The moonlight VCT service provides voluntary counselling and HIV testing at the truck stops where medical services are unavailable at night. LifeWorks support the following critical public health goals:
* Preventing the spread and transmission of the HIV virus.
* Helping people with HIV to stay healthier longer .The result is reduced sickness and death among the vulnerable groups, greater regional purchasing power, stronger business networks, higher worker productivity and a better quality of life for transport corridor communities
5.0 CHAPTER FIVE
Chapter two of this paper outlined a number of arguments made by CSR proponents who support the hypothesis that CSR programs can contribute to development. The paper also discussed the increased potential for CSR initiatives to contribute to sustainable development because companies are moving beyond traditional philanthropic initiatives (such as providing schools with computers) and beginning to invest more in social projects aimed at ensuring the long-term sustainability of communities and the environment. For example in Kenya, data collected from General Motors East Africa shows that the company has supported the employee volunteerism culture. Examples provided of activities employees are involved in include sharing of skills such as book keeping, marketing, supply chain management and human resource with community based organizations. The employees are also involved in team events such as marathons that help in raising funds for various charities. The study therefore illustrates a case in which moving beyond philanthropy increases the potential for a company to contribute to sustainable development through its CSR initiatives.
The information collected during this research supports the argument that certain kinds of philanthropic contributions, such as gifts and handouts, are not the most effective way to contribute to development. Based on the experiences of GM, it seems that straight philanthropy often leads to dependency. For example, dwellers of the Mukuru slum community that surrounds the company??™s factory in Nairobi??™s Industrial Area think that the company should take care of them. This is worrisome because a community??™s dependence on a particular company could threaten its development: community members may become accustomed to receiving handouts and hence fail to develop economic activities and ties that will support the community when the company leaves. Moreover, if a company offers handouts to a community on an ongoing basis, the local government may not feel the need to allocate public resources to the community. When the factory closes, the community could then find itself abandoned by both the company and the local government.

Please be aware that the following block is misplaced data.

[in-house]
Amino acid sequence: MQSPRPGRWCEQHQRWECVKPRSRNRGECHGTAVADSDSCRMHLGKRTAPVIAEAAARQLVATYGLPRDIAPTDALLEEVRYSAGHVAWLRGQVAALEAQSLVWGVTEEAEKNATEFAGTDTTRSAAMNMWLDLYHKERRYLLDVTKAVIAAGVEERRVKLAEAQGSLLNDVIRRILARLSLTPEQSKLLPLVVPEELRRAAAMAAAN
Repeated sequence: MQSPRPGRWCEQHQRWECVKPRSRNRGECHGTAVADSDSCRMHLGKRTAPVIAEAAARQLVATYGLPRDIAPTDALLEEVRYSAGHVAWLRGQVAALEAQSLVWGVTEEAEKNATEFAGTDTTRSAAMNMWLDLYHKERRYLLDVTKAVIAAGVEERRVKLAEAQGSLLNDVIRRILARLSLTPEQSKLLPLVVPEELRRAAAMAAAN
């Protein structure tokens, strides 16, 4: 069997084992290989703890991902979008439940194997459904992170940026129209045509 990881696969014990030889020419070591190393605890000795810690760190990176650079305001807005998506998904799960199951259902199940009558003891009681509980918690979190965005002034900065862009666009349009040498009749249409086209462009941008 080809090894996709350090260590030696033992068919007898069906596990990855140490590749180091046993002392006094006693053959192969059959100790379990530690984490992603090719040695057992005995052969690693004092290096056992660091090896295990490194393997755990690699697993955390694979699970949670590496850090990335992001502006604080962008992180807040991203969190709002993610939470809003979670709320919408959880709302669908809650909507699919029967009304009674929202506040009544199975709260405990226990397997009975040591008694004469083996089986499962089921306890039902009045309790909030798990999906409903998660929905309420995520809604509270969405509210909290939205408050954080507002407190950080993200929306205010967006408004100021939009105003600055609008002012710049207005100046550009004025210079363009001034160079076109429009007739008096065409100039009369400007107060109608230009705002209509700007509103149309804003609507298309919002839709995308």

In order to prevent communities from becoming dependent on companies, companies should engage in capacity-building projects that help communities help themselves, instead of engaging in straight philanthropy.
One way in which companies can get involved in capacity building is through employee volunteerism. Employee volunteering has been defined as a new trend in volunteering in which businesses support their employees to undertake volunteering work in the community. Employee volunteering encompasses any volunteering activity which is supported or encouraged by the business, whether during work hours or in employees??™ own time. It can be related to the employee??™s professional skills or unrelated to these skills. Employee volunteering can take many forms including one-off team events, longer-term team assignments, individual-role volunteering and one-to-one mentoring.
5.2 Conclusion and Recommendations
The analysis provided in the previous chapters supports the contention that companies??™ CSR programs can contribute to the sustainable development of the communities in which they operate. However, the analysis provided also suggests that the degree to which CSR initiatives can contribute to sustainable development depends largely on the way the initiatives are designed and how they respond to local circumstances. The importance of employee volunteerism in achieving the required results was also highlighted. This part outlines two main conclusions that can be drawn from my research and related research. These are:
* CSR does play a significant role in sustainable development.
* Employee Volunteerism has a role to play in assisting companies achieve sustainable development through their CSR strategies.
General Motors is setting the right example in the way it is managing its CSR activities. It is clear that the tone is set at the top, with the MD, Mr.William Lay playing an active role in the company??™s EVP activities. Companies like as GM should be lauded by the Government. Incentives such as tax reliefs can be offered to companies whose CSR activities are seen to positively impact the populace and create sustainable wealth.
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[ 1 ]. Comments made by Carolyne Matara, CSR Manager-GM East Africa on 29th November 2008